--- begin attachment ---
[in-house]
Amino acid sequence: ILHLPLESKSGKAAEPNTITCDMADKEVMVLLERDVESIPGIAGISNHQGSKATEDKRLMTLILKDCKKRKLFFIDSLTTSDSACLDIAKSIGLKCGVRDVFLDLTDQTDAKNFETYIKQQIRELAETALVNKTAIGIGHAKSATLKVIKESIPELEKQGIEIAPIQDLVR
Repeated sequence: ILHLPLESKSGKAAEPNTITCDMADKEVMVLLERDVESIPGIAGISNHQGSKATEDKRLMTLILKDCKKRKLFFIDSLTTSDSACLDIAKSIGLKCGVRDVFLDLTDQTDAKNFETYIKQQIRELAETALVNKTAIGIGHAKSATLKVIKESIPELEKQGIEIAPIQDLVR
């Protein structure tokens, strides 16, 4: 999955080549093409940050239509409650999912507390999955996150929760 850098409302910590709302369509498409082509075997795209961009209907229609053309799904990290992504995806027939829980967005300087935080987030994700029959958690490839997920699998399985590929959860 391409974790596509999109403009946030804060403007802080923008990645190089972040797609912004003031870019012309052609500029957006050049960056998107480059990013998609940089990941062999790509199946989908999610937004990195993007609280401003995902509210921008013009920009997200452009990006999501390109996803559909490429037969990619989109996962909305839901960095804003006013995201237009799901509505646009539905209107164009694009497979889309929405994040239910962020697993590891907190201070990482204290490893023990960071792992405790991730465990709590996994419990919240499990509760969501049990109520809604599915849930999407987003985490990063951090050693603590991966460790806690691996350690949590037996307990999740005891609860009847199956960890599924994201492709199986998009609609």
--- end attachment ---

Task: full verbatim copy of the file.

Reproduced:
[in-house]
Amino acid sequence: ILHLPLESKSGKAAEPNTITCDMADKEVMVLLERDVESIPGIAGISNHQGSKATEDKRLMTLILKDCKKRKLFFIDSLTTSDSACLDIAKSIGLKCGVRDVFLDLTDQTDAKNFETYIKQQIRELAETALVNKTAIGIGHAKSATLKVIKESIPELEKQGIEIAPIQDLVR
Repeated sequence: ILHLPLESKSGKAAEPNTITCDMADKEVMVLLERDVESIPGIAGISNHQGSKATEDKRLMTLILKDCKKRKLFFIDSLTTSDSACLDIAKSIGLKCGVRDVFLDLTDQTDAKNFETYIKQQIRELAETALVNKTAIGIGHAKSATLKVIKESIPELEKQGIEIAPIQDLVR
């Protein structure tokens, strides 16, 4: 999955080549093409940050239509409650999912507390999955996150929760 850098409302910590709302369509498409082509075997795209961009209907229609053309799904990290992504995806027939829980967005300087935080987030994700029959958690490839997920699998399985590929959860 391409974790596509999109403009946030804060403007802080923008990645190089972040797609912004003031870019012309052609500029957006050049960056998107480059990013998609940089990941062999790509199946989908999610937004990195993007609280401003995902509210921008013009920009997200452009990006999501390109996803559909490429037969990619989109996962909305839901960095804003006013995201237009799901509505646009539905209107164009694009497979889309929405994040239910962020697993590891907190201070990482204290490893023990960071792992405790991730465990709590996994419990919240499990509760969501049990109520809604599915849930999407987003985490990063951090050693603590991966460790806690691996350690949590037996307990999740005891609860009847199956960890599924994201492709199986998009609609």